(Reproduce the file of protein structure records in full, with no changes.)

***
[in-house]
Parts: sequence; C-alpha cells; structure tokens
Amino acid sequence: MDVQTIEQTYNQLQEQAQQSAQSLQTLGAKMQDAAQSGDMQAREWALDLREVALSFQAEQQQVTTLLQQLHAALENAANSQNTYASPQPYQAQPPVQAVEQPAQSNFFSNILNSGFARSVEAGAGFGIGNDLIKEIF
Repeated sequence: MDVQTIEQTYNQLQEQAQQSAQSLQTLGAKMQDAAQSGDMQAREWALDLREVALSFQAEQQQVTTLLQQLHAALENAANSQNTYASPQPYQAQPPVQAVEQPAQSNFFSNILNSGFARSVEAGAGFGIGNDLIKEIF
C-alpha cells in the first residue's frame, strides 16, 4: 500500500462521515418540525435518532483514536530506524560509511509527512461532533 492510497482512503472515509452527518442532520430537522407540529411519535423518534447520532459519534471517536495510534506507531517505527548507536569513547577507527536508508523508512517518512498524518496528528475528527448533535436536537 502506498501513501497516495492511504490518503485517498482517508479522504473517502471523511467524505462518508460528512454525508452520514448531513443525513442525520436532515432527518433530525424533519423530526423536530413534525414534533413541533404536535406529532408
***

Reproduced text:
[in-house]
Parts: sequence; C-alpha cells; structure tokens
Amino acid sequence: MDVQTIEQTYNQLQEQAQQSAQSLQTLGAKMQDAAQSGDMQAREWALDLREVALSFQAEQQQVTTLLQQLHAALENAANSQNTYASPQPYQAQPPVQAVEQPAQSNFFSNILNSGFARSVEAGAGFGIGNDLIKEIF
Repeated sequence: MDVQTIEQTYNQLQEQAQQSAQSLQTLGAKMQDAAQSGDMQAREWALDLREVALSFQAEQQQVTTLLQQLHAALENAANSQNTYASPQPYQAQPPVQAVEQPAQSNFFSNILNSGFARSVEAGAGFGIGNDLIKEIF
C-alpha cells in the first residue's frame, strides 16, 4: 500500500462521515418540525435518532483514536530506524560509511509527512461532533 492510497482512503472515509452527518442532520430537522407540529411519535423518534447520532459519534471517536495510534506507531517505527548507536569513547577507527536508508523508512517518512498524518496528528475528527448533535436536537 502506498501513501497516495492511504490518503485517498482517508479522504473517502471523511467524505462518508460528512454525508452520514448531513443525513442525520436532515432527518433530525424533519423530526423536530413534525414534533413541533404536535406529532408